An American man with a history of mental illness has been arrested in Maine in connection with the cyanide suicide of a Hull individual in 2012 following a transatlantic investigation.
Sidney P. Kilmartin, 52, pleaded not guilty to the charge of sending potassium cyanide to Andrew Denton, 49, who was found dead in his Hull home on New Year’s Eve 2012 by his niece Gail Coates.
A toxicology report confirmed Mr Denton died from cyanide poisoning, which it is alleged he obtained from Kilmartin after the two exchanged messages online.
If convicted, Kilmartin could face 20 years to life in prison.
Ian Dobson, leader of Humberside Police's Critical Incident Team, said in a statement, "This is a great example of international law enforcement agencies joining up”.
The American connection was discovered following coroner Rosemary Baxter’s verdict of suicide when Humberside police decided to trace the origin of the potassium cyanide.
After analysing Mr Denton’s mobile phone, laptop and other electrical devices they found messages from him to an anonymous individual in Maine. Humberside police contacted the FBI, who handed the investigation on to the postal inspection service.
Postal inspector Michael Desrosiers, who visited Hull in June in order to conduct interviews with witness and request them to appear in the US, said to the Hull Daily Mail: "In my 28 years as an inspector, I have never come across potassium cyanide being mailed and it is even rarer it has led to a death.”
The messages revealed Mr Denton, who allegedly struggled with depression for years prior to his death, had attempted to kill himself before but failed after he was sent a faulty batch. He allegedly received another shipment from Kilmartin and managed to kill himself.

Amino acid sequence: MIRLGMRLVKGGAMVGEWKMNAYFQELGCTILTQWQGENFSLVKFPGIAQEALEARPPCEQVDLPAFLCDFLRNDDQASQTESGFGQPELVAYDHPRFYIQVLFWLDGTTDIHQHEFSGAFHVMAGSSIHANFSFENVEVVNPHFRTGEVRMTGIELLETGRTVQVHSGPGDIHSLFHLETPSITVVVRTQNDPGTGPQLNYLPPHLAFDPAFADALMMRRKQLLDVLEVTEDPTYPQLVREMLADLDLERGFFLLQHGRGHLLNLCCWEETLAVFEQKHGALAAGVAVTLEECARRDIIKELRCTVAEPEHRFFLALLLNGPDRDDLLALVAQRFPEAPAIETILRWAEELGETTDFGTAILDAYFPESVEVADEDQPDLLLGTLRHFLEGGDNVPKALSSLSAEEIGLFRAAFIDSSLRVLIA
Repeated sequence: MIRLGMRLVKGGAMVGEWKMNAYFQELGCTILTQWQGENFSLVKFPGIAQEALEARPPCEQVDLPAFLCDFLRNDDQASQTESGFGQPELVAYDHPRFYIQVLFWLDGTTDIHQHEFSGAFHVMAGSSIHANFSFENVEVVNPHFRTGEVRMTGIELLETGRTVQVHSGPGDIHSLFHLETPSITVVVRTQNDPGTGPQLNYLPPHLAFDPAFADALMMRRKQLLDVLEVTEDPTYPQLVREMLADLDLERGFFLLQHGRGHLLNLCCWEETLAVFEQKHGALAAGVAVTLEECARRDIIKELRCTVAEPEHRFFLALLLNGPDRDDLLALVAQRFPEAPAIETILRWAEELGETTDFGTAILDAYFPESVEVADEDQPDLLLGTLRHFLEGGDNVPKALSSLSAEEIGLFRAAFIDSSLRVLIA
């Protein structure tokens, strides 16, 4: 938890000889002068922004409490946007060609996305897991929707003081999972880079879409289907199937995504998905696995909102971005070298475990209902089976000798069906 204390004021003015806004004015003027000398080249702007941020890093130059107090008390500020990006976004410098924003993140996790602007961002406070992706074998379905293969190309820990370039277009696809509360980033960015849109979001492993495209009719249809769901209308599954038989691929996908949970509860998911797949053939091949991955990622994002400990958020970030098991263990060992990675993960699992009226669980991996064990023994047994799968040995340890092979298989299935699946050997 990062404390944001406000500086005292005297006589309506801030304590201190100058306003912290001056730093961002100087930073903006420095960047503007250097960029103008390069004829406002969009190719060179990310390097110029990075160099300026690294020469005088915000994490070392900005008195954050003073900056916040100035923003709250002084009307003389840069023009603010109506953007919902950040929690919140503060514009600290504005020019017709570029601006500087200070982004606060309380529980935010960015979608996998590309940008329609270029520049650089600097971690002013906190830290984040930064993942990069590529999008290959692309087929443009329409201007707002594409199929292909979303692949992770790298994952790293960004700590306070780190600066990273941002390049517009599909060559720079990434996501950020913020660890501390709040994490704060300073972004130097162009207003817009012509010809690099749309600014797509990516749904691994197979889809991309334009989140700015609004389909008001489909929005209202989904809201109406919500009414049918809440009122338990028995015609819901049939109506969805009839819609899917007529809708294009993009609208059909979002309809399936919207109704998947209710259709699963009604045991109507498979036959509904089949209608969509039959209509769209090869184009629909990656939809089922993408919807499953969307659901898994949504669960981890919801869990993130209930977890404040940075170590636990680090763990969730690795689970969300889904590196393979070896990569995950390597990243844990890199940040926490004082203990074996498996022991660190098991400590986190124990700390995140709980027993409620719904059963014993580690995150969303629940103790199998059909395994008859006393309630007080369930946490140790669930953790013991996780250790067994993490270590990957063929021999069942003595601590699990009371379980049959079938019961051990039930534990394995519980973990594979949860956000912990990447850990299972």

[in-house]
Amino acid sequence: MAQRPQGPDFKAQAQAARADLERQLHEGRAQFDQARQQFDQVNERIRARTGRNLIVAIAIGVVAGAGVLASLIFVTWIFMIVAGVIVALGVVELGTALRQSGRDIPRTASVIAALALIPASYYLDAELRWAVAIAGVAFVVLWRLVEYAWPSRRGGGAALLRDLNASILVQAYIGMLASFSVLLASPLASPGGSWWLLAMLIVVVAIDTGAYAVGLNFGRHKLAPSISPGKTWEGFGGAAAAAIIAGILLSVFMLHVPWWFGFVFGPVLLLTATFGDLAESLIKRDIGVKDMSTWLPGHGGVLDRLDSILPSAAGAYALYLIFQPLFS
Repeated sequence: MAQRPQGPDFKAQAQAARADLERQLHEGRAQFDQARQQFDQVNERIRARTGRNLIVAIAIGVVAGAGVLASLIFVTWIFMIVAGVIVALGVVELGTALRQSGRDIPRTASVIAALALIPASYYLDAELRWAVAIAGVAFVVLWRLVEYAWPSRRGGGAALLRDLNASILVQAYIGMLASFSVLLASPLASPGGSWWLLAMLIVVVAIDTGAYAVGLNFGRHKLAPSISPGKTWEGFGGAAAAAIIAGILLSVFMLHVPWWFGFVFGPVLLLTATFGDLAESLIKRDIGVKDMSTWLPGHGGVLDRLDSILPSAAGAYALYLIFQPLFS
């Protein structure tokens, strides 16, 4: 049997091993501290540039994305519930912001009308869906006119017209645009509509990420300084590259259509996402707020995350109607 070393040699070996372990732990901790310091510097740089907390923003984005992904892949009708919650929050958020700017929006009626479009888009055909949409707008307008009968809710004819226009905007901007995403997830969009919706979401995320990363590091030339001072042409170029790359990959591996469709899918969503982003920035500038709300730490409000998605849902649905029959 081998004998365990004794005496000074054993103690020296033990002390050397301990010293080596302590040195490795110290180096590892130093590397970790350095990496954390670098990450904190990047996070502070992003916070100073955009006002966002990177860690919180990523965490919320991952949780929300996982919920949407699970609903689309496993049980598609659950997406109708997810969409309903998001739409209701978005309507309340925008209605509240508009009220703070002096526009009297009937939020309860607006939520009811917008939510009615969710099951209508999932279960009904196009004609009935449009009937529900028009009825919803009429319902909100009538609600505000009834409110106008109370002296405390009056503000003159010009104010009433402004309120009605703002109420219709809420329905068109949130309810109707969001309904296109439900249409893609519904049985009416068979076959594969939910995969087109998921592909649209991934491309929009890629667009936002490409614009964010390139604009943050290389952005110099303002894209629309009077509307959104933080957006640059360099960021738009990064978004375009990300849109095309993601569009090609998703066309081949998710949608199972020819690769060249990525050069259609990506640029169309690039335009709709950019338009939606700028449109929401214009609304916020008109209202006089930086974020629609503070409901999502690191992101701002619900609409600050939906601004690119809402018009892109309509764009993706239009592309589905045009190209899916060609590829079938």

Appearing in court earlier this week, the Portland Press Herald reported Kilmartin appeared confused, saying: “It’s kind of overwhelming right now.”
His lawyer Jeffery Silverston interrupted him before he could enter his plea to Magistrate Judge John Nivison, amending it to one of “not guilty by reason of insanity”.
Kilmartin is now in custody at Somerset County Jail and his case will be heard on Friday next week.
It remains unclear how the cyanide allegedly sent to Mr Denton was obtained.
Potassium cyanide is a highly toxic, colourless salt, similar in appearance to sugar, used commercially, but which releases highly toxic hydrogen cyanide gas which interferes with the body’s ability to use oxygen.
Swallowing the chemical causes nausea, vomiting, abdominal pain and irritation or corrosion of the lining of the oesophagus and stomach. Exposure to as little as 200 milligrams – about the size of paracetamol pill – can be fatal.
The substance is tightly regulated in the US, however, Dr. Frank Paloucek, a pharmacy professor and toxicologist at the College of Pharmacy at the University of Illinois at Chicago, suggested the chemical might have been obtained illegally from a commercial or industrial producer.
In 2007 Kilmartin was charged for aggravated assault and burglary after he broke into an 86-year-old neighbour’s home and smashed a radio over his head. Kilmartin, who was discovered on the scene by officers, remembered nothing.
The man was hospitalised suffering from a broken jaw, broken eye orbital and cheek bone, bleeding on the brain and a possible fractured rib. Kilmartin was found innocent due to insanity.
While on bail he was discovered in the possession of drugs and in 2008, following a psychological examination, was committed to Riverview Psychiatric Hospital.
It remains unclear if or when he was released from hospital.